Off Key Improv
June 15 – 19; Studio 1398
Most people have heard of Theatresports or been to one of their hilarious improv shows on Granville Island, but musical improv is still relatively new to our city. Off Key Improv plans to bring it to the masses with their new show, BroadWHAT?!.
In this completely improvised Broadway show, the cast will take audience information and answers to specific questions to create original characters and plots, while using the stereotypes, tropes, and song structures of Broadway classics. Producer and artistic director Jennifer Pielak explained that this is the biggest show her company has ever done. After the success of last winter’s Love, Musically (an improvised musical version of Love, Actually), they wanted to do a full-length musical with wide appeal.
It may seem impossible to rehearse for something like this, but Pielak explained that the company studies musicals: from the upbeat opening number to the climactic revolutionary song, they try to replicate musicals using other characters and an original plot. They have also been studying the dance moves used in musicals in order to incorporate them at the appropriate times as well. They will reference hits such as Les Misérables, Rent, Wicked, and Grease.
The cast of this show has to think on their feet, and Pielak said it’s a bit like acting, directing, and writing the show all at the same time while on stage. The company began with most members coming from an improv background but, especially for this show, Pielak felt it was important to bring in some new members with musical theatre training to complement the group. Now they are learning from each other and joining forces for this musical improv project.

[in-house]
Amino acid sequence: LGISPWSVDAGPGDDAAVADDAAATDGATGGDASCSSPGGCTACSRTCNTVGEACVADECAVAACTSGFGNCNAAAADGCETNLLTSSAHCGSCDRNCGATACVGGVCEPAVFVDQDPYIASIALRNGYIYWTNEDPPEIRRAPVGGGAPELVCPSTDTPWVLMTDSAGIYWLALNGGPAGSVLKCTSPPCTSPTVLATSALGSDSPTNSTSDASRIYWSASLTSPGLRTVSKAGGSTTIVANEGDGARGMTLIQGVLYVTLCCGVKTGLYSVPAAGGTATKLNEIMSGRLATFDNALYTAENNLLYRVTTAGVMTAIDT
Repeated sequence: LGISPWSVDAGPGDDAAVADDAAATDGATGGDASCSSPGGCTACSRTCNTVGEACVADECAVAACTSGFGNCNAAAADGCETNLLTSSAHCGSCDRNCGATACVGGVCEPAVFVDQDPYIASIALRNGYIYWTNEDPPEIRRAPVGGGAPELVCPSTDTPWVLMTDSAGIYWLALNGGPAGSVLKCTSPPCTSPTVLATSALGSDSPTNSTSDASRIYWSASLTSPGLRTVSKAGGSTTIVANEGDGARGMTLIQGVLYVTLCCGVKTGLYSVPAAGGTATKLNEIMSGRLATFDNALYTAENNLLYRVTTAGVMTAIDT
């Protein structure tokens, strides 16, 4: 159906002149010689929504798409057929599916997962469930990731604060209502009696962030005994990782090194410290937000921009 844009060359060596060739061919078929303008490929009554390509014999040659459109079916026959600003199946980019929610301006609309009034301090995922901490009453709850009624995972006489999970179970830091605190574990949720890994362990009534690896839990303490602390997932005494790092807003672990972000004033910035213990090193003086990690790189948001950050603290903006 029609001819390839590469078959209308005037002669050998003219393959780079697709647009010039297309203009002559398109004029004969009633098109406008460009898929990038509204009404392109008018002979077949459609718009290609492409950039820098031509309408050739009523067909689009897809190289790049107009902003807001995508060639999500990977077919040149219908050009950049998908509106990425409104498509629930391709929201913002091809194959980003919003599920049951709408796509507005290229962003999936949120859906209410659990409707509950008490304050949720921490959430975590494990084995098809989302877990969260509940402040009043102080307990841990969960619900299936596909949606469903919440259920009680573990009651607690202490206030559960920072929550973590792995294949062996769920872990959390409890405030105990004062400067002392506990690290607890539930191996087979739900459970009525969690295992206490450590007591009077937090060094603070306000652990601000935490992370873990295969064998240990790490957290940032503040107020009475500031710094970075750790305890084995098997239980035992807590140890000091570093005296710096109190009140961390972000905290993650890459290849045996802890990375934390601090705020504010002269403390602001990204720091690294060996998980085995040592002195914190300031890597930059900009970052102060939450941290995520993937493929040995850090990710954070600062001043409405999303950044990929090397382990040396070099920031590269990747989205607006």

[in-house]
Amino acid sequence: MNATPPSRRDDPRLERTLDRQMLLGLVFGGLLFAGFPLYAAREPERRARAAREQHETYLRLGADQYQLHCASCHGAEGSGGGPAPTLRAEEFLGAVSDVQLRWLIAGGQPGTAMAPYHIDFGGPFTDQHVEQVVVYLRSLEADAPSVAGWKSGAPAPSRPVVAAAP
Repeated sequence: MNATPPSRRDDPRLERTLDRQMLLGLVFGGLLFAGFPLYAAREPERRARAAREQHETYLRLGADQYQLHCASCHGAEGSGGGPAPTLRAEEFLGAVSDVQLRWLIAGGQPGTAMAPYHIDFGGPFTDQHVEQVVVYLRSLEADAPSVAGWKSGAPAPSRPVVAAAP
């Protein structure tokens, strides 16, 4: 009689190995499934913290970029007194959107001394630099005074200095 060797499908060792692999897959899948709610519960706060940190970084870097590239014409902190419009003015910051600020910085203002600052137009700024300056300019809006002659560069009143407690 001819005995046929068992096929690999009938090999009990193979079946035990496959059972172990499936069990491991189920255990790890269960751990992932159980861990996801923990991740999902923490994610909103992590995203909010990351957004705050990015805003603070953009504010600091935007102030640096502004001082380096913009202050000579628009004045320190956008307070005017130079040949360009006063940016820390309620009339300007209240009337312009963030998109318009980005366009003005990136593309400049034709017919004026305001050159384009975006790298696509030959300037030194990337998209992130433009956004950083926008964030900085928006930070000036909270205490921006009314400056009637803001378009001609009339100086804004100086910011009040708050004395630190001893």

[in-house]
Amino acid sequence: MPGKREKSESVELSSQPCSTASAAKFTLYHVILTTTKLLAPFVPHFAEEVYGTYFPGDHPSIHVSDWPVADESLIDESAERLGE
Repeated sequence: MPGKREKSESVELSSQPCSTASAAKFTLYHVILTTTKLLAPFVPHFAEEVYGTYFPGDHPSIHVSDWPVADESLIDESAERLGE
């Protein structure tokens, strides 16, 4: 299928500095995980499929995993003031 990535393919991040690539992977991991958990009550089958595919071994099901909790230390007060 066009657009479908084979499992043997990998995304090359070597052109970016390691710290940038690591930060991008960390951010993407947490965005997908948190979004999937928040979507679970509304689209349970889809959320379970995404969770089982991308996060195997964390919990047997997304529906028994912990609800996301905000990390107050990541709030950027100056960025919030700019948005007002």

Lighting director Jordan Boivin and stage manager Linnea Perry are both SFU alumni, as well as music director Peter Abando. For any musical theatre fan, this show is sure to delight, and for those new to the genre it will be a fun way to be introduced to the sights and sounds of Broadway.
How to Survive an Apocalypse
Touchstone Theatre, Firehall Arts Centre, Playwrights’ Theatre Centre
June 2-11; Firehall Arts Centre
“The apocalypse will not be gluten-free,” says Jen as she packs containers of rice into a large plastic tub. With little storage in the one-bedroom apartment she shares with her husband, Jen has replaced their ottoman with two packs of bottled water and is prepping for any kind of environmental or natural disaster — or for the end of the world if it comes to that.
This new play by Jordan Hall is a witty romantic comedy that deals with themes of preparing for the end of times and the importance of self-reliance. It is also a chronicle of the trials and tribulations of modern urban life for someone in their twenties. I found it to be an accurate, although exaggerated, depiction of that lifestyle.
Jen (Claire Hesselgrave) and Tim (Sebastien Archibald) have been married for a few years. Jen is a magazine editor struggling to keep her publication alive, and Tim is an unemployed game designer who eventually decides to devote his time to creating an end of the world simulation featuring the two of them. They are both unsure how their lives ended up this way, and Jen begins to question her marriage, feeling like she settled for Tim when she should have been with someone more daring or less “nice.”
As Jen learns about prepping for the end of days from the hot new consultant sent to save her magazine, she tries her best to impress him with her new foraging skills while convincing herself she is not attracted to him at all.
I enjoyed the witty one-liners and relevancy of the struggle that seems to plague my generation. It is so hard to grow up expecting to be able to own a house and have a stable job in your profession of choice and then finding it inordinately difficult to do so. Not living up to the vision you have of your future self is one of the most difficult things to come to terms with, and these characters all grapple with it in their own ways.
Aside from falling into the predictable adultery and rom-com ending, this was a stellar play from an emerging playwright. How to Survive an Apocalypse shows that as much as we may try to prepare for the end of the world or the onset of climate change, there are some things in life we can never be prepared for.